Aims: To determine the prevalence of depression and diabetes distress in adults with Type 1 diabetes and the rate of false-positives when compared with rates of major depressive disorder.
Methods: The sample consisted of 368 individuals with Type 1 diabetes, aged > 19 years. Individuals completed: the eight-item Patient Health Questionnaire depression scale (PHQ8), which was coded using four scoring criteria (scores > 10, >12 and >15, and Diagnostic and Statistical Manual of Mental Disorders 5 (DSM) algorithm scores); the Type 1 Diabetes Distress Scale; and the Structured Clinical Interview for DSM Disorders (SCID) to assess major depressive disorder.
Results: The prevalence rates of depression according to the eight-item Patient Health Questionnaire were: score >10, 11.4%; score >12, 7.1%; score >15, 3.8%; and positive algorithm result, 4.6%. The prevalence of major depressive disorder was 3.5%; and the prevalence of at least moderate diabetes distress was 42.1%. Depending on the criterion used, the false-positive rate when using the Patient Health Questionnaire compared with the results when using the SCID varied from 52 to 71%. Of those classified as depressed on the PHQ-8 or Structured Clinical Interview for DSM Disorders, between 92.3 and 96.2% also reported elevated diabetes distress. No significant association was found between any group classed as having depression according to the PHQ8 or the SCID and HbA1c concentration. Depression was significantly associated with more other life stress, more complications and a lower level of education.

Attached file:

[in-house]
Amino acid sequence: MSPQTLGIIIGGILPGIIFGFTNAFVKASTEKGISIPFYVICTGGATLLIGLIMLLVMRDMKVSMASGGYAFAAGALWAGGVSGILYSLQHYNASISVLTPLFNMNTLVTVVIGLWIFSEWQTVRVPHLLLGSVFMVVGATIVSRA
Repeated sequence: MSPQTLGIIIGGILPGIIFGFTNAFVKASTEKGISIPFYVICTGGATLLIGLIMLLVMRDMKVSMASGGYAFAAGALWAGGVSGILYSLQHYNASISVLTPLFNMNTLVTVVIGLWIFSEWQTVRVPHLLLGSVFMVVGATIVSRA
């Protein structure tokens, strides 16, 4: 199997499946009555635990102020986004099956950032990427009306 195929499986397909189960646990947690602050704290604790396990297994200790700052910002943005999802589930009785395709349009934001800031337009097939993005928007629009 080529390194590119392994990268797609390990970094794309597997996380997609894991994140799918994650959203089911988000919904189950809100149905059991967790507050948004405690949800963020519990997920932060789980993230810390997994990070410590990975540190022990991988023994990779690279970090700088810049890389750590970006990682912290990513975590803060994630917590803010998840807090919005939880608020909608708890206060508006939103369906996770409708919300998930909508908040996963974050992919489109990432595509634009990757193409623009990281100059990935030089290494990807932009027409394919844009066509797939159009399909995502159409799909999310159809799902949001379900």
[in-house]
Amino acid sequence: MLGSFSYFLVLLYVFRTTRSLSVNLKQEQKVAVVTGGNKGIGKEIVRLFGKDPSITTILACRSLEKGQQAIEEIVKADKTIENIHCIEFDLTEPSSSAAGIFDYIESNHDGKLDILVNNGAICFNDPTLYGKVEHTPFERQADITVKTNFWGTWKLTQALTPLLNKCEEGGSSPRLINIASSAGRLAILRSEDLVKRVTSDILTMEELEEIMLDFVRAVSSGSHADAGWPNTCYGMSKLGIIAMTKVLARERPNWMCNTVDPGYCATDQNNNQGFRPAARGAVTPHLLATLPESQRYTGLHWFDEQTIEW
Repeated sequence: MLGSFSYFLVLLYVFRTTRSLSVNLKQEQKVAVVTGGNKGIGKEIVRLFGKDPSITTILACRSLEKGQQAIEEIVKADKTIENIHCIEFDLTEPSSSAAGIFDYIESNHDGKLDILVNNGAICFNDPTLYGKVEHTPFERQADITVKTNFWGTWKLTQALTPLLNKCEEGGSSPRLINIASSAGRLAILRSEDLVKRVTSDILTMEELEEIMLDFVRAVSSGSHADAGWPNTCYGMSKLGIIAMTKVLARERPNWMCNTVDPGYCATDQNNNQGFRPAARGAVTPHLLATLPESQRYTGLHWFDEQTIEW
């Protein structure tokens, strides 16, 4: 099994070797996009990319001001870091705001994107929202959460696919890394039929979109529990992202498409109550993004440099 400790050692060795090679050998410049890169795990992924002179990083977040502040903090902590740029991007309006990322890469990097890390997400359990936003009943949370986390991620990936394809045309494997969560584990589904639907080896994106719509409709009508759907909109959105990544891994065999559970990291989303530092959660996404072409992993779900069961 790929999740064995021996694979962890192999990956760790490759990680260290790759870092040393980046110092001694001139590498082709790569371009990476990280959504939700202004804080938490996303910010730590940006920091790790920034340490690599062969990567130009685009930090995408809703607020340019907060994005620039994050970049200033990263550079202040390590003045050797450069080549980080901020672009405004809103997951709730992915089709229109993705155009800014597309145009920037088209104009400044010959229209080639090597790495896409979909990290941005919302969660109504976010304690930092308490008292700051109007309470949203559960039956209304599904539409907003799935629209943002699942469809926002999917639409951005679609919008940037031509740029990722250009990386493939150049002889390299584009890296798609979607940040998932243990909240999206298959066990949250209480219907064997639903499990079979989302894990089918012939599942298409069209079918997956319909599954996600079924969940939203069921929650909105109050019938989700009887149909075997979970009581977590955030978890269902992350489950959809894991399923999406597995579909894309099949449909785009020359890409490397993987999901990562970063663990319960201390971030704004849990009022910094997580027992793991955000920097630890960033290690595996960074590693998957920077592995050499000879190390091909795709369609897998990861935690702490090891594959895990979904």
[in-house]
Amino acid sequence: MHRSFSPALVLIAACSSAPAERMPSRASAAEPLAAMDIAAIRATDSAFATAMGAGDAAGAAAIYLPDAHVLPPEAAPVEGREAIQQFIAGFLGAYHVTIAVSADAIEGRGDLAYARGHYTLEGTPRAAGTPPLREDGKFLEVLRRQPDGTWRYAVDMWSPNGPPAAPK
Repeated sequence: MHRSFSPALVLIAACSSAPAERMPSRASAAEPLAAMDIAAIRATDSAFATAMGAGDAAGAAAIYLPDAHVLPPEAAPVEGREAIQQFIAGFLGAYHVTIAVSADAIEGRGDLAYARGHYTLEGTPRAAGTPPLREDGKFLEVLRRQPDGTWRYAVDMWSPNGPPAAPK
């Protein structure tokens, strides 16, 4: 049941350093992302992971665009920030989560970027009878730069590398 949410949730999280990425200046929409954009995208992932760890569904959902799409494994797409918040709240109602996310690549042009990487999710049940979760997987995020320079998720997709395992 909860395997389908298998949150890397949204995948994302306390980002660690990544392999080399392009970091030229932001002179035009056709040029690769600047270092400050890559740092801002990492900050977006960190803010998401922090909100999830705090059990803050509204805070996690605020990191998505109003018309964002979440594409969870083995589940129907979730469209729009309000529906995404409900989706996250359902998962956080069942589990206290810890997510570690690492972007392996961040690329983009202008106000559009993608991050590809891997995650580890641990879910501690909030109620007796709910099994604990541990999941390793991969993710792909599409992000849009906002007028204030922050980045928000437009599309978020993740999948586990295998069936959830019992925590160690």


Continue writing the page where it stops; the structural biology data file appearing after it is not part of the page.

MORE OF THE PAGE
Conclusions: We found an unexpectedly low rate of current depression and major depressive disorder in this diverse sample of adults with Type 1 diabetes, and a very high rate of false-positive results using the Patient Health Questionnaire. Considering the high prevalence of diabetes distress, much of what has been considered depression in adults with Type 1 diabetes may be attributed to the emotional distress associated with managing a demanding chronic disease and other life stressors and not necessarily to underlying psychopathology.
© 2015 Diabetes UK.